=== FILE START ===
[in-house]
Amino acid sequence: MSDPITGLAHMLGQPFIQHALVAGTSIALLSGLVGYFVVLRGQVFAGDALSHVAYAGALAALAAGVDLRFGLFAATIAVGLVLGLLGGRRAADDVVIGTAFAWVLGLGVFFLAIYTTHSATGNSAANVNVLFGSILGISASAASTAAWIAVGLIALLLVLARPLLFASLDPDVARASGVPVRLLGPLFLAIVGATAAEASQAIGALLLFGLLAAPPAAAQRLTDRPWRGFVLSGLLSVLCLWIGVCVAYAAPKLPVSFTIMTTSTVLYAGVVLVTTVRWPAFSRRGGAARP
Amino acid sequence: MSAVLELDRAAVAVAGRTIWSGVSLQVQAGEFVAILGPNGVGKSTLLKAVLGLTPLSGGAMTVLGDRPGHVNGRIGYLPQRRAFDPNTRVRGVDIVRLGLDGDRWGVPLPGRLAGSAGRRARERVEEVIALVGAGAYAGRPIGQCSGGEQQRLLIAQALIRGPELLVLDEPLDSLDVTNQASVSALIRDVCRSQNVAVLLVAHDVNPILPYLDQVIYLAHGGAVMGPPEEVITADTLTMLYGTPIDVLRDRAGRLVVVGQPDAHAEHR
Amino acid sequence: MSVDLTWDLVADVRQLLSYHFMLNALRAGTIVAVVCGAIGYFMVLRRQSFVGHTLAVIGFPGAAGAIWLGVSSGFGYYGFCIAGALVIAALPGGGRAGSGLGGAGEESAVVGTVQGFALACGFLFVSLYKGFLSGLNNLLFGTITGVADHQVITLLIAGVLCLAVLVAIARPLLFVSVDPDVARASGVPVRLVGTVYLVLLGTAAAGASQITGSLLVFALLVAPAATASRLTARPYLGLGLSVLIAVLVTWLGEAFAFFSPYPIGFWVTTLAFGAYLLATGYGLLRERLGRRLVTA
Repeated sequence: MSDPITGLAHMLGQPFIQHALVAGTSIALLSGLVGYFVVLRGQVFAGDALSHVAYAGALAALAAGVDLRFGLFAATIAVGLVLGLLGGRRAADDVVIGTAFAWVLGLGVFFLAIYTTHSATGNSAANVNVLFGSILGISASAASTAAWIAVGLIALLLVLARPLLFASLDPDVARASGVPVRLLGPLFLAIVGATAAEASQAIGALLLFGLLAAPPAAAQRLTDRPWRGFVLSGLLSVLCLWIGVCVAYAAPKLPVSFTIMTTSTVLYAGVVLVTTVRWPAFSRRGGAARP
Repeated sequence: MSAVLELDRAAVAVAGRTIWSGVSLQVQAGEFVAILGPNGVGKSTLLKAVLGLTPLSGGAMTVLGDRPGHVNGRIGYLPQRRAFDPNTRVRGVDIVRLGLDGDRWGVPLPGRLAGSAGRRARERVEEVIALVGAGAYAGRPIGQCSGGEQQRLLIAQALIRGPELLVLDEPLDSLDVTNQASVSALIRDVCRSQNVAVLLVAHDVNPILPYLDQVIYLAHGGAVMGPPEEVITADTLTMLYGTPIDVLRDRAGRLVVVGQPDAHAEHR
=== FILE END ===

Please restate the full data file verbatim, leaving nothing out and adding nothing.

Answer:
[in-house]
Amino acid sequence: MSDPITGLAHMLGQPFIQHALVAGTSIALLSGLVGYFVVLRGQVFAGDALSHVAYAGALAALAAGVDLRFGLFAATIAVGLVLGLLGGRRAADDVVIGTAFAWVLGLGVFFLAIYTTHSATGNSAANVNVLFGSILGISASAASTAAWIAVGLIALLLVLARPLLFASLDPDVARASGVPVRLLGPLFLAIVGATAAEASQAIGALLLFGLLAAPPAAAQRLTDRPWRGFVLSGLLSVLCLWIGVCVAYAAPKLPVSFTIMTTSTVLYAGVVLVTTVRWPAFSRRGGAARP
Amino acid sequence: MSAVLELDRAAVAVAGRTIWSGVSLQVQAGEFVAILGPNGVGKSTLLKAVLGLTPLSGGAMTVLGDRPGHVNGRIGYLPQRRAFDPNTRVRGVDIVRLGLDGDRWGVPLPGRLAGSAGRRARERVEEVIALVGAGAYAGRPIGQCSGGEQQRLLIAQALIRGPELLVLDEPLDSLDVTNQASVSALIRDVCRSQNVAVLLVAHDVNPILPYLDQVIYLAHGGAVMGPPEEVITADTLTMLYGTPIDVLRDRAGRLVVVGQPDAHAEHR
Amino acid sequence: MSVDLTWDLVADVRQLLSYHFMLNALRAGTIVAVVCGAIGYFMVLRRQSFVGHTLAVIGFPGAAGAIWLGVSSGFGYYGFCIAGALVIAALPGGGRAGSGLGGAGEESAVVGTVQGFALACGFLFVSLYKGFLSGLNNLLFGTITGVADHQVITLLIAGVLCLAVLVAIARPLLFVSVDPDVARASGVPVRLVGTVYLVLLGTAAAGASQITGSLLVFALLVAPAATASRLTARPYLGLGLSVLIAVLVTWLGEAFAFFSPYPIGFWVTTLAFGAYLLATGYGLLRERLGRRLVTA
Repeated sequence: MSDPITGLAHMLGQPFIQHALVAGTSIALLSGLVGYFVVLRGQVFAGDALSHVAYAGALAALAAGVDLRFGLFAATIAVGLVLGLLGGRRAADDVVIGTAFAWVLGLGVFFLAIYTTHSATGNSAANVNVLFGSILGISASAASTAAWIAVGLIALLLVLARPLLFASLDPDVARASGVPVRLLGPLFLAIVGATAAEASQAIGALLLFGLLAAPPAAAQRLTDRPWRGFVLSGLLSVLCLWIGVCVAYAAPKLPVSFTIMTTSTVLYAGVVLVTTVRWPAFSRRGGAARP
Repeated sequence: MSAVLELDRAAVAVAGRTIWSGVSLQVQAGEFVAILGPNGVGKSTLLKAVLGLTPLSGGAMTVLGDRPGHVNGRIGYLPQRRAFDPNTRVRGVDIVRLGLDGDRWGVPLPGRLAGSAGRRARERVEEVIALVGAGAYAGRPIGQCSGGEQQRLLIAQALIRGPELLVLDEPLDSLDVTNQASVSALIRDVCRSQNVAVLLVAHDVNPILPYLDQVIYLAHGGAVMGPPEEVITADTLTMLYGTPIDVLRDRAGRLVVVGQPDAHAEHR